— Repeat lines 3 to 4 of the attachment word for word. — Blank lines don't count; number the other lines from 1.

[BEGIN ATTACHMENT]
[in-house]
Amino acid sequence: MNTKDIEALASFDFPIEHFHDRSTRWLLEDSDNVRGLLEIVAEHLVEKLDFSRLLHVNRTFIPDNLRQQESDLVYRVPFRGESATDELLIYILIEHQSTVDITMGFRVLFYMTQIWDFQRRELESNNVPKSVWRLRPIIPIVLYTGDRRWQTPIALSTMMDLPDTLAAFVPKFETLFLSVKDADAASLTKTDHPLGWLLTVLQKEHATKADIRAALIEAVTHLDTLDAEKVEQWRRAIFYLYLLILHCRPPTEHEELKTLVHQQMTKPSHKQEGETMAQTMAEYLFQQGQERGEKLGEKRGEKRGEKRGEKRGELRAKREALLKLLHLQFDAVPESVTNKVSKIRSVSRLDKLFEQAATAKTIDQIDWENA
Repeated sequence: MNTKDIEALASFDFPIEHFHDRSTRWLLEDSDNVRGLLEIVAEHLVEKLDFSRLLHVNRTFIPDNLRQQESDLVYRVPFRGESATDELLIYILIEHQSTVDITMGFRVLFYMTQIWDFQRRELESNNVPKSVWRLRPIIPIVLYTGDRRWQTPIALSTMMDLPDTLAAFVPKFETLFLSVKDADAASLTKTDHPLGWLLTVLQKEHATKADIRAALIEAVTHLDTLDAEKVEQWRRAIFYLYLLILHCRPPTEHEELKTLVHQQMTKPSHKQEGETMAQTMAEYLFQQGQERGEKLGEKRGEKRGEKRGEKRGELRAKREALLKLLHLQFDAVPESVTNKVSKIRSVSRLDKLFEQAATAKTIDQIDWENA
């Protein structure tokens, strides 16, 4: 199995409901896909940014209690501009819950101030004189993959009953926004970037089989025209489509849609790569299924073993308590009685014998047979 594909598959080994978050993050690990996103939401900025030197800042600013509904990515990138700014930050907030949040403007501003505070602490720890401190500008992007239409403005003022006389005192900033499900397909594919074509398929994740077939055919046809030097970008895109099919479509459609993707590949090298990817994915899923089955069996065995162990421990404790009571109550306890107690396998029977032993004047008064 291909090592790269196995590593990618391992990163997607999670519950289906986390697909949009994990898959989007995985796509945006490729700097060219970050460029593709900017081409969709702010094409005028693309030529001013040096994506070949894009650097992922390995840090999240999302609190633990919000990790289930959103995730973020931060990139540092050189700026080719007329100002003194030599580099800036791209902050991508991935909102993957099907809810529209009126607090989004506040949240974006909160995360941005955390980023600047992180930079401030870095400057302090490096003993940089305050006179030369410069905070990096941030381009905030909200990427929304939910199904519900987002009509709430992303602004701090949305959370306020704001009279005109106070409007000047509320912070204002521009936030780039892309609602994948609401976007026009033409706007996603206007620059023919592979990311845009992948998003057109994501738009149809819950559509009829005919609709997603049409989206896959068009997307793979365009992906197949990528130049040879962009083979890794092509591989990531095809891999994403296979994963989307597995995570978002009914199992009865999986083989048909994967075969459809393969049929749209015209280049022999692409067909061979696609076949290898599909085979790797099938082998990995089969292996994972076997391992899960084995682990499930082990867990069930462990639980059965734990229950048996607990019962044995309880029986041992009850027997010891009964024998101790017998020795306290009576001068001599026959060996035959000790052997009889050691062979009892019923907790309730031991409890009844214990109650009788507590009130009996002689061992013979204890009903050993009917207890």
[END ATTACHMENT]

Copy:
Repeated sequence: MNTKDIEALASFDFPIEHFHDRSTRWLLEDSDNVRGLLEIVAEHLVEKLDFSRLLHVNRTFIPDNLRQQESDLVYRVPFRGESATDELLIYILIEHQSTVDITMGFRVLFYMTQIWDFQRRELESNNVPKSVWRLRPIIPIVLYTGDRRWQTPIALSTMMDLPDTLAAFVPKFETLFLSVKDADAASLTKTDHPLGWLLTVLQKEHATKADIRAALIEAVTHLDTLDAEKVEQWRRAIFYLYLLILHCRPPTEHEELKTLVHQQMTKPSHKQEGETMAQTMAEYLFQQGQERGEKLGEKRGEKRGEKRGEKRGELRAKREALLKLLHLQFDAVPESVTNKVSKIRSVSRLDKLFEQAATAKTIDQIDWENA
């Protein structure tokens, strides 16, 4: 199995409901896909940014209690501009819950101030004189993959009953926004970037089989025209489509849609790569299924073993308590009685014998047979 594909598959080994978050993050690990996103939401900025030197800042600013509904990515990138700014930050907030949040403007501003505070602490720890401190500008992007239409403005003022006389005192900033499900397909594919074509398929994740077939055919046809030097970008895109099919479509459609993707590949090298990817994915899923089955069996065995162990421990404790009571109550306890107690396998029977032993004047008064 291909090592790269196995590593990618391992990163997607999670519950289906986390697909949009994990898959989007995985796509945006490729700097060219970050460029593709900017081409969709702010094409005028693309030529001013040096994506070949894009650097992922390995840090999240999302609190633990919000990790289930959103995730973020931060990139540092050189700026080719007329100002003194030599580099800036791209902050991508991935909102993957099907809810529209009126607090989004506040949240974006909160995360941005955390980023600047992180930079401030870095400057302090490096003993940089305050006179030369410069905070990096941030381009905030909200990427929304939910199904519900987002009509709430992303602004701090949305959370306020704001009279005109106070409007000047509320912070204002521009936030780039892309609602994948609401976007026009033409706007996603206007620059023919592979990311845009992948998003057109994501738009149809819950559509009829005919609709997603049409989206896959068009997307793979365009992906197949990528130049040879962009083979890794092509591989990531095809891999994403296979994963989307597995995570978002009914199992009865999986083989048909994967075969459809393969049929749209015209280049022999692409067909061979696609076949290898599909085979790797099938082998990995089969292996994972076997391992899960084995682990499930082990867990069930462990639980059965734990229950048996607990019962044995309880029986041992009850027997010891009964024998101790017998020795306290009576001068001599026959060996035959000790052997009889050691062979009892019923907790309730031991409890009844214990109650009788507590009130009996002689061992013979204890009903050993009917207890």